The Federal Government will put 125 MHz of mobile spectrum in the 3.6 GHz band up for auction, effectively opening up for the door for new 5G services in metropolitan and regional Australia.
The move comes several months after Australia’s Minister for Communications, Mitch Fifield, released a 5G directions paper, announcing the formation of a 5G working group to settle on the best regulatory settings to allow 5G applications to be rolled out in Australia.
Now, Fifield has issued re-allocation declarations for the 3.6 GHz band that the Government suggests is consistent with a recommendation from the independent spectrum regulator, the Australian Communications and Media Authority (ACMA).
The ACMA’s recommendation was informed by an extensive public consultation process which commenced in October 2016.
As noted by Telstra in an open letter, entitled Expediting the reallocation of 5G mobile pioneer bands and dated 26 May 2017, to the ACMA, spectrum within and adjacent to the 3.6 GHz and 26 GHz bands has been identified as the most suitable for the initial deployment of 5G services.
“These bands are not currently available for mobile use in Australia,” Telstra said in its letter.
The decision by the Government to reallocate some of the 3.6 GHz bandwidth will give the country’s major telco carriers a bigger bite of the local airspace with which to roll out their respective 5G networks.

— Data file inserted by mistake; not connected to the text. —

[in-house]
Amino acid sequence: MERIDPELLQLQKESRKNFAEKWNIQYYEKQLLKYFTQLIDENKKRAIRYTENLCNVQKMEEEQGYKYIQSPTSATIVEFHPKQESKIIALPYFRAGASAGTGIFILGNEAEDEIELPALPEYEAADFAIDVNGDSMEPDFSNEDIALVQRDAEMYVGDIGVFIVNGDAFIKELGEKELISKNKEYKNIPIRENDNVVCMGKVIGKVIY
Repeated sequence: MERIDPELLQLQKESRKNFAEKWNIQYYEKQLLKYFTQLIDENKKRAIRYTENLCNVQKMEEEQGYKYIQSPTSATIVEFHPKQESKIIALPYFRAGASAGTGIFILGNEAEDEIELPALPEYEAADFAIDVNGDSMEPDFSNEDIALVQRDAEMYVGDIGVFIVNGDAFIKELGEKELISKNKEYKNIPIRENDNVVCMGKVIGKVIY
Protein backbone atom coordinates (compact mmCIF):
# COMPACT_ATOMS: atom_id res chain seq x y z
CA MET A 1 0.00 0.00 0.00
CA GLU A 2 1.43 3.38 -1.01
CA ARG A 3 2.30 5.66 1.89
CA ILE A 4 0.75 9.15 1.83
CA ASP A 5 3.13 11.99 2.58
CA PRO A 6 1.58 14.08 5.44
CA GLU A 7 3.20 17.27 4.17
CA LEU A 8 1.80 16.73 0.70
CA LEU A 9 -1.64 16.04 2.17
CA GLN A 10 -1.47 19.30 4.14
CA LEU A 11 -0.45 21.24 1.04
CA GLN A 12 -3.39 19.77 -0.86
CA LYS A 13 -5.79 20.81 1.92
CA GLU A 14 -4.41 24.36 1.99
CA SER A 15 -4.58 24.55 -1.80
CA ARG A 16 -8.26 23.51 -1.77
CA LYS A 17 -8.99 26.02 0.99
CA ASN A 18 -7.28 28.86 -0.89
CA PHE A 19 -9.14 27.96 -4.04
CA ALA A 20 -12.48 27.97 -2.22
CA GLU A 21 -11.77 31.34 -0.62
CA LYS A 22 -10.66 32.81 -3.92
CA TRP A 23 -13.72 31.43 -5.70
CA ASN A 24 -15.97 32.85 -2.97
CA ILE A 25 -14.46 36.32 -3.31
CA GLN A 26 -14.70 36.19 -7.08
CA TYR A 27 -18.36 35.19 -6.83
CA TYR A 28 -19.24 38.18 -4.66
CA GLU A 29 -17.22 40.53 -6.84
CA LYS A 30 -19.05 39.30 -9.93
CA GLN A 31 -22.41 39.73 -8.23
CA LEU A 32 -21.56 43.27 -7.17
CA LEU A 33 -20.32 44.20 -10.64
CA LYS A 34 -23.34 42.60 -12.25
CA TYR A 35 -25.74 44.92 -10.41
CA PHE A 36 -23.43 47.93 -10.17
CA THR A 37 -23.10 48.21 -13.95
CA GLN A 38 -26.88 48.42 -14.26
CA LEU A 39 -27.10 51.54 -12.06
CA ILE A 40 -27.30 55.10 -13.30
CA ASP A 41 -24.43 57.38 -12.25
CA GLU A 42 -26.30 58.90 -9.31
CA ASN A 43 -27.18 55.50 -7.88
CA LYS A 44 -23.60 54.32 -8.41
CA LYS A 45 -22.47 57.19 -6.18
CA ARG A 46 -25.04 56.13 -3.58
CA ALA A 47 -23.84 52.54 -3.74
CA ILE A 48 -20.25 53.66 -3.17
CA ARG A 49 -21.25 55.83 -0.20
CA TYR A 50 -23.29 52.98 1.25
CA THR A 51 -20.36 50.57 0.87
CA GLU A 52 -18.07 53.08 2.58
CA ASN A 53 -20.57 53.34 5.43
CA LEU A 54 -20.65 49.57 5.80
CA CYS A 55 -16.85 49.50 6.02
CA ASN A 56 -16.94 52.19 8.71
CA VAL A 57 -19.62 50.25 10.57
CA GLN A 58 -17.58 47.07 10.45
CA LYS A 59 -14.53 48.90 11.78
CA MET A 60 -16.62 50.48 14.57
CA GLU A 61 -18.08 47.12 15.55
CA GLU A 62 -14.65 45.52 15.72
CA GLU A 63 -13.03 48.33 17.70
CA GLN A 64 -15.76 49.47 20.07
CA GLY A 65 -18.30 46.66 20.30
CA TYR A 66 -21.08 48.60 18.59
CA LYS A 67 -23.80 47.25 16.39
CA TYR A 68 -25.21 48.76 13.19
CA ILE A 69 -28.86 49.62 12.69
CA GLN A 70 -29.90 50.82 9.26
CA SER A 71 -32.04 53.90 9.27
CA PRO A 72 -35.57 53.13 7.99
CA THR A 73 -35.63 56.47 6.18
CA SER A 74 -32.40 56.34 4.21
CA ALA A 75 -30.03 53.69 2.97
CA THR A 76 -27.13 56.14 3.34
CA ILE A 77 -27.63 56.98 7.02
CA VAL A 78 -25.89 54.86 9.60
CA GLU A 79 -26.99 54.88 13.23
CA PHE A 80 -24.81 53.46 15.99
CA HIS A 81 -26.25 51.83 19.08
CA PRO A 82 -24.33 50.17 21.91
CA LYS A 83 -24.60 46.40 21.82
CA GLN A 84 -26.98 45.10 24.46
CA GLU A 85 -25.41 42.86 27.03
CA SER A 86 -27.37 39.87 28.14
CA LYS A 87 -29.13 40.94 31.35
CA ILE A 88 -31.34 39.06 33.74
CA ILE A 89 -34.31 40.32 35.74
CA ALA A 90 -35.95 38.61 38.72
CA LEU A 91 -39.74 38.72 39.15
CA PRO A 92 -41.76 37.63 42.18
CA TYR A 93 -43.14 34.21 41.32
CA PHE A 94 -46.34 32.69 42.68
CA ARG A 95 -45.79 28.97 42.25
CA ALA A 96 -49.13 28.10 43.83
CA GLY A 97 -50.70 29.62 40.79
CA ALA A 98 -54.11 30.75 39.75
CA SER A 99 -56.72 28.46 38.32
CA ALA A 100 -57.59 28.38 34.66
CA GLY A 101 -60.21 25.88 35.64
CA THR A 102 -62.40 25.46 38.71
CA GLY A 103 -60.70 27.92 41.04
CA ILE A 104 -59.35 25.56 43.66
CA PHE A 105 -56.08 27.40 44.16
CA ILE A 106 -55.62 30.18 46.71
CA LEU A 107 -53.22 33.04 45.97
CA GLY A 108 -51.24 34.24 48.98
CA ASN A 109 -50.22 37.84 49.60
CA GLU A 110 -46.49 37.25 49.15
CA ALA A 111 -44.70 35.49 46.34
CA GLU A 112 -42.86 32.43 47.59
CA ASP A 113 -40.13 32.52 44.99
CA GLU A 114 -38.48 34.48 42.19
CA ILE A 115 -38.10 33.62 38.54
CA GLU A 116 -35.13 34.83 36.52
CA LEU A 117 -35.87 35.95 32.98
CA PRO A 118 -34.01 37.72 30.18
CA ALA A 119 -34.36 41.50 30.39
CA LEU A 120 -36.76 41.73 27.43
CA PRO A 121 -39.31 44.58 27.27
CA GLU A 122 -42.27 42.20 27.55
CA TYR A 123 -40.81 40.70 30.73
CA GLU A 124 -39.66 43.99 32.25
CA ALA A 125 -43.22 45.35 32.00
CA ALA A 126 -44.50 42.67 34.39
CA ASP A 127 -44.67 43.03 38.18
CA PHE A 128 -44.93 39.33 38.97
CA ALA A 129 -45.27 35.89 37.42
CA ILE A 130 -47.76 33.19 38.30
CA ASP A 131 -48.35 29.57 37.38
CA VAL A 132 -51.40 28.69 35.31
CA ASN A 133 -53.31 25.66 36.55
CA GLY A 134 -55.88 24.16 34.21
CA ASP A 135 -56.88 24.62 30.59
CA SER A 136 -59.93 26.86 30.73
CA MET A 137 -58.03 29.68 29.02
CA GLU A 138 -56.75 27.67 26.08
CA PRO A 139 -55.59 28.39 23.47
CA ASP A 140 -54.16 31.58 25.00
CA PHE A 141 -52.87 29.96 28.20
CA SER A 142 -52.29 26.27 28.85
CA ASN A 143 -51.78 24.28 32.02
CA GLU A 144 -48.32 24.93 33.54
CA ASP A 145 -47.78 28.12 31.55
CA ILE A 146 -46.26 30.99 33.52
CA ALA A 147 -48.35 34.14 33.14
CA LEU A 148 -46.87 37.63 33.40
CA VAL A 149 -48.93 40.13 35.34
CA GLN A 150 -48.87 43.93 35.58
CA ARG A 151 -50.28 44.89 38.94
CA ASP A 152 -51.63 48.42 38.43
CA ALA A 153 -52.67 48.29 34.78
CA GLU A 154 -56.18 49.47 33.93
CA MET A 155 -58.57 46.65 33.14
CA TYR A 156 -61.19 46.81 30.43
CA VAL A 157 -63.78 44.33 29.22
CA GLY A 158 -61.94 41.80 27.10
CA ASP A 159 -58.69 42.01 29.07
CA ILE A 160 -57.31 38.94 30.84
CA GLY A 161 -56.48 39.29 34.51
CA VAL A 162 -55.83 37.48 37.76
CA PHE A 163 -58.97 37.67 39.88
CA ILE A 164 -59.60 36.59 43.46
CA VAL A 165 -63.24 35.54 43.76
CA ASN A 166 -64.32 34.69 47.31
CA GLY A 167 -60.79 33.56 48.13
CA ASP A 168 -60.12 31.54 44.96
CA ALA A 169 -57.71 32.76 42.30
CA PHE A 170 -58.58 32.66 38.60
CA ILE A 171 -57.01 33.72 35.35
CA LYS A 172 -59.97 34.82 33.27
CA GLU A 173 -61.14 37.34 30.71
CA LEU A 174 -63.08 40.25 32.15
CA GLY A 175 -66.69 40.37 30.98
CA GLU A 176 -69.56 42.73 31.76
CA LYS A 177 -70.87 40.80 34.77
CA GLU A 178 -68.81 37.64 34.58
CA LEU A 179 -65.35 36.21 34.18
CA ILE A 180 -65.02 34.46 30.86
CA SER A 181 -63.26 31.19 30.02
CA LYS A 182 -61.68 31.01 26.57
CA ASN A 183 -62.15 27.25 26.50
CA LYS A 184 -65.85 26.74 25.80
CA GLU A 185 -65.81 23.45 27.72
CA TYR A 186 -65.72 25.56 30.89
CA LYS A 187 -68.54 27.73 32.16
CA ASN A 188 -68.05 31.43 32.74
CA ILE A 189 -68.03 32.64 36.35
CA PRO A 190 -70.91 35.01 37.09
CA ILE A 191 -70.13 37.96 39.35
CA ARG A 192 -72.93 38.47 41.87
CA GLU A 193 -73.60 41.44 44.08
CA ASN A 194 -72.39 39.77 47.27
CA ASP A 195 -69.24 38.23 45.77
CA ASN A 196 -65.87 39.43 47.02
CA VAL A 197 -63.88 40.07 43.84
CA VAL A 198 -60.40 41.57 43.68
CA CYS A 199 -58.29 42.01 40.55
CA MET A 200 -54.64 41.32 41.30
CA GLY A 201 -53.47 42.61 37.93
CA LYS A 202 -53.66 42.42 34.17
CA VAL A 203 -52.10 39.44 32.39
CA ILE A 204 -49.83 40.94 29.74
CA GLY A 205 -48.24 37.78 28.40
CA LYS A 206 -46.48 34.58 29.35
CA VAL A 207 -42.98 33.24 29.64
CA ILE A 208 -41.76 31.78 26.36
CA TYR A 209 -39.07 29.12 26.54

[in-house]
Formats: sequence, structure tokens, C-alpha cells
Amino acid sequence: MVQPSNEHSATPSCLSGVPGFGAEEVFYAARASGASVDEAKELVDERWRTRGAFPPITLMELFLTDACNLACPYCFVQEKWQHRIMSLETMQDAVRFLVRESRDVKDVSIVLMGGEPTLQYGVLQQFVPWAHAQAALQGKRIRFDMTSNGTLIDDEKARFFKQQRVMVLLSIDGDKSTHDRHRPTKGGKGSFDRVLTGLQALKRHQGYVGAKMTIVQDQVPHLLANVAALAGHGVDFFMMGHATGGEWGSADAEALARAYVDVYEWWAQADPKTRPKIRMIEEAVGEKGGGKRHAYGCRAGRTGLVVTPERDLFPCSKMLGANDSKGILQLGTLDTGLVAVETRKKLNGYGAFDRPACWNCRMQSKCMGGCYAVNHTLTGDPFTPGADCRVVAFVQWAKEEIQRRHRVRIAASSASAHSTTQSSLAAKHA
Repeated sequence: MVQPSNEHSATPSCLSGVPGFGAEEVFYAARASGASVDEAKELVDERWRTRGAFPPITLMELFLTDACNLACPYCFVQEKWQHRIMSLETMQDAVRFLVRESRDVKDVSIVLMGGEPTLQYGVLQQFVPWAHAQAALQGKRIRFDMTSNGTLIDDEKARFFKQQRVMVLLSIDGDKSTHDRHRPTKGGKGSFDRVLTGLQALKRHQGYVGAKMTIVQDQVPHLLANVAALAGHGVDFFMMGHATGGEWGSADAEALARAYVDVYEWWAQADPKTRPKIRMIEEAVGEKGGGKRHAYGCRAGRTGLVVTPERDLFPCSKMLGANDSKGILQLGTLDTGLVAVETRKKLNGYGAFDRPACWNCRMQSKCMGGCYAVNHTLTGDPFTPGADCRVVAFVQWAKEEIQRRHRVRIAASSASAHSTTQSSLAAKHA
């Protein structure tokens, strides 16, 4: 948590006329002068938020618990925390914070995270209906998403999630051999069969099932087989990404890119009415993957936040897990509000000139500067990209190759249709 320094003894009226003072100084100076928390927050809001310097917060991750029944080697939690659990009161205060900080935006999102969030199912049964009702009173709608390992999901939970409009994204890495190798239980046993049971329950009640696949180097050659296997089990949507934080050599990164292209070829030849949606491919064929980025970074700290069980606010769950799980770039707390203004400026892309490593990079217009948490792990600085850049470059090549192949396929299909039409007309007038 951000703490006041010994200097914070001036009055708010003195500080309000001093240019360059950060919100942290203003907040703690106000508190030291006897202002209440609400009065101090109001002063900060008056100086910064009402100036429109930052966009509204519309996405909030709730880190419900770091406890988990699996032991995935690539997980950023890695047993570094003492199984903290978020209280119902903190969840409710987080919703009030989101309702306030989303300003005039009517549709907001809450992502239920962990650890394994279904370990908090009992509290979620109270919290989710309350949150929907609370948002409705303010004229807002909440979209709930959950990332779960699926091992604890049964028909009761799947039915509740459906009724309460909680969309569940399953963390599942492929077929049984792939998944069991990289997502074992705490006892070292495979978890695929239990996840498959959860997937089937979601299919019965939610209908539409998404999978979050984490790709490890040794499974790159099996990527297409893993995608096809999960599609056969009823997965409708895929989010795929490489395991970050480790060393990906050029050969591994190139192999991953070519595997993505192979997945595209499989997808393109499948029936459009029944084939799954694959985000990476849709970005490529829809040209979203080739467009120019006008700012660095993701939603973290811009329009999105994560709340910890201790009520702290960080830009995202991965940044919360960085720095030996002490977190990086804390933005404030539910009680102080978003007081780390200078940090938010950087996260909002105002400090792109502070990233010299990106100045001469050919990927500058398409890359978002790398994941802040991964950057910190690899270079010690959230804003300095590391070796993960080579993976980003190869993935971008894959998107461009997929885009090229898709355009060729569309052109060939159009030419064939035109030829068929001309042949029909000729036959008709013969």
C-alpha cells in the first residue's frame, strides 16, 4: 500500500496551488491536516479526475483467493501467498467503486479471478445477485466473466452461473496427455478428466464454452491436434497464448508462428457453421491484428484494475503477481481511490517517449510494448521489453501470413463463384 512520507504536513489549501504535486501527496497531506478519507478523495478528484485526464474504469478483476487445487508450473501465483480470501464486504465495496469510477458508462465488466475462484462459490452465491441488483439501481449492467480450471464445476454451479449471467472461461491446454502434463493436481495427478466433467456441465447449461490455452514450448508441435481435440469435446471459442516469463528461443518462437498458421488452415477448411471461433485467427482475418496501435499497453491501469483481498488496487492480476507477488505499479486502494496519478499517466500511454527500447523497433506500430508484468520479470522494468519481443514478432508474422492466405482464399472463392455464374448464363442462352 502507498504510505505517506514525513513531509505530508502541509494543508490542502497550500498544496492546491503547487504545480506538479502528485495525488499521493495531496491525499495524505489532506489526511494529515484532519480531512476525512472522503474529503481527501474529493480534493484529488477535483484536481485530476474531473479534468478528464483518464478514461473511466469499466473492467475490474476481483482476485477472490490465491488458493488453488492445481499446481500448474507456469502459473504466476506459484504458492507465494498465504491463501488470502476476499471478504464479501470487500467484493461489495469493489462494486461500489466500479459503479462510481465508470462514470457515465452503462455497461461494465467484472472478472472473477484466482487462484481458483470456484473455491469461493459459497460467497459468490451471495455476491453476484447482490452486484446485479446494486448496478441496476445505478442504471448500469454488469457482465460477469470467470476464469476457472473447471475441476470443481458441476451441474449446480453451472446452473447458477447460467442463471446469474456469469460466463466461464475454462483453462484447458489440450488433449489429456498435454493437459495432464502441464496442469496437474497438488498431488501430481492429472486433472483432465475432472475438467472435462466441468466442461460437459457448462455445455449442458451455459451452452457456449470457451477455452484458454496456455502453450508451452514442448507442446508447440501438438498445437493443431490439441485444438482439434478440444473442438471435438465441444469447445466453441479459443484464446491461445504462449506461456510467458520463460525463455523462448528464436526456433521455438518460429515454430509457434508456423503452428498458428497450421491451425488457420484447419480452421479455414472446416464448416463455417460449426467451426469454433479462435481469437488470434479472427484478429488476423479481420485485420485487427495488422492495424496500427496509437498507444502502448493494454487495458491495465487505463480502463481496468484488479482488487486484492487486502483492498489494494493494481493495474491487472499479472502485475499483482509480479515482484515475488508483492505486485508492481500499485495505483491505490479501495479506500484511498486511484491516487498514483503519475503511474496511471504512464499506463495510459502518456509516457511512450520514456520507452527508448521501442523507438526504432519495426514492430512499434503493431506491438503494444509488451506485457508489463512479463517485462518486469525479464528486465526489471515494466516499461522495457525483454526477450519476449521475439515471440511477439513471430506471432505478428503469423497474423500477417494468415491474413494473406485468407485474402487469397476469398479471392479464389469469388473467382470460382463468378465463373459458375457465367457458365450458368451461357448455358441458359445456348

However, the move to auction the spectrum has been met with concern from some quarters, including – as noted by sister publication, Computerworld – wireless internet service providers (WISPs).
“I have carefully considered the implications for regional Australians in making this decision, and the declaration provides protections for incumbent users in the band while ensuring Australia is well-positioned to take advantage of 5G technology in years to come,” Fifield said in a statement.
“The ACMA’s recommendation provides for an unprecedented seven-year re-allocation period in regional Australia.
“This will allow incumbents, such as regional fixed wireless broadband operators, to continue to deliver services until the middle of next decade – and this could continue beyond the re-allocation period if agreed with a new spectrum licence holder,” he said.
The ACMA has proposed to work with the affected incumbent providers using the spectrum to establish site-based, coordinated licensing arrangements in the 5.6 GHz band, and is investigating the possibility of licensing in alternative bands.
According to the Government, incumbent users of the spectrum will have two years to vacate the band in metropolitan capitals, Adelaide, Brisbane, Canberra, Melbourne and Sydney. Meanwhile, they will have five years to vacate the band in Perth, to allow additional time for incumbent satellite users in the area.
At the same time, existing users of the spectrum will have seven years to vacate the band in regional Australia, a move aimed at ensuring incumbent operators have time to make new arrangements.